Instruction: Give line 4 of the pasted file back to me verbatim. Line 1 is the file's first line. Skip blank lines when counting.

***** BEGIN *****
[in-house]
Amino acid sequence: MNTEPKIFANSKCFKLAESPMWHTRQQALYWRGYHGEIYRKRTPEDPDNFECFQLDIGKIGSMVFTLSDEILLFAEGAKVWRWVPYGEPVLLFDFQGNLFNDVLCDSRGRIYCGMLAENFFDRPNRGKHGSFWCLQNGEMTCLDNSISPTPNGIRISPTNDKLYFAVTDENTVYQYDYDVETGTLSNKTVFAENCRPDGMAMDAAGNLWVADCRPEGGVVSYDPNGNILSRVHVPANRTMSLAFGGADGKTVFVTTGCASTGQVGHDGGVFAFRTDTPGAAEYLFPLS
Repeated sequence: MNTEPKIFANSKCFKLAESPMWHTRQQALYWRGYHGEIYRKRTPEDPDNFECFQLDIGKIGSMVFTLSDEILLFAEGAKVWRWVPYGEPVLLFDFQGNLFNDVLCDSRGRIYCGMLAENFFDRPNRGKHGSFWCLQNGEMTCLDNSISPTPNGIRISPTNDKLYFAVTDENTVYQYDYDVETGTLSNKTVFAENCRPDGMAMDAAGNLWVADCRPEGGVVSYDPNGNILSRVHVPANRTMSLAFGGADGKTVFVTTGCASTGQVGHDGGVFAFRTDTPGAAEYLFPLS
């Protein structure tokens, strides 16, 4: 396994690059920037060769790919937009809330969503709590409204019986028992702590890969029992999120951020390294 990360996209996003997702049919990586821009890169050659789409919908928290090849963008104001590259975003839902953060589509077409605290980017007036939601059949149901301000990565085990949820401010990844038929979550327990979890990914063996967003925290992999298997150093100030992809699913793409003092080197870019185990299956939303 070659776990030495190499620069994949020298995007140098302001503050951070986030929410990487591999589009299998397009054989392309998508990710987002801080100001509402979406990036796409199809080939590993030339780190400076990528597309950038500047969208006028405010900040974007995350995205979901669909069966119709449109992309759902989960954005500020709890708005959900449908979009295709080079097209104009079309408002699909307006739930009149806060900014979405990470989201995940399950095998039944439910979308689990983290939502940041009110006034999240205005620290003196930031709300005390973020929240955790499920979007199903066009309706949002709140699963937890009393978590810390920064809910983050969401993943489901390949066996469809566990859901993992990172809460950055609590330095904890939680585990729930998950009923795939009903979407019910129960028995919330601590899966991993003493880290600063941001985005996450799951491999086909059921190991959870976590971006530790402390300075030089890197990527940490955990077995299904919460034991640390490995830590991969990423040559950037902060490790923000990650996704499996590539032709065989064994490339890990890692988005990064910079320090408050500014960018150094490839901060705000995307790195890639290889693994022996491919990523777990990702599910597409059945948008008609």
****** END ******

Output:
């Protein structure tokens, strides 16, 4: 396994690059920037060769790919937009809330969503709590409204019986028992702590890969029992999120951020390294 990360996209996003997702049919990586821009890169050659789409919908928290090849963008104001590259975003839902953060589509077409605290980017007036939601059949149901301000990565085990949820401010990844038929979550327990979890990914063996967003925290992999298997150093100030992809699913793409003092080197870019185990299956939303 070659776990030495190499620069994949020298995007140098302001503050951070986030929410990487591999589009299998397009054989392309998508990710987002801080100001509402979406990036796409199809080939590993030339780190400076990528597309950038500047969208006028405010900040974007995350995205979901669909069966119709449109992309759902989960954005500020709890708005959900449908979009295709080079097209104009079309408002699909307006739930009149806060900014979405990470989201995940399950095998039944439910979308689990983290939502940041009110006034999240205005620290003196930031709300005390973020929240955790499920979007199903066009309706949002709140699963937890009393978590810390920064809910983050969401993943489901390949066996469809566990859901993992990172809460950055609590330095904890939680585990729930998950009923795939009903979407019910129960028995919330601590899966991993003493880290600063941001985005996450799951491999086909059921190991959870976590971006530790402390300075030089890197990527940490955990077995299904919460034991640390490995830590991969990423040559950037902060490790923000990650996704499996590539032709065989064994490339890990890692988005990064910079320090408050500014960018150094490839901060705000995307790195890639290889693994022996491919990523777990990702599910597409059945948008008609």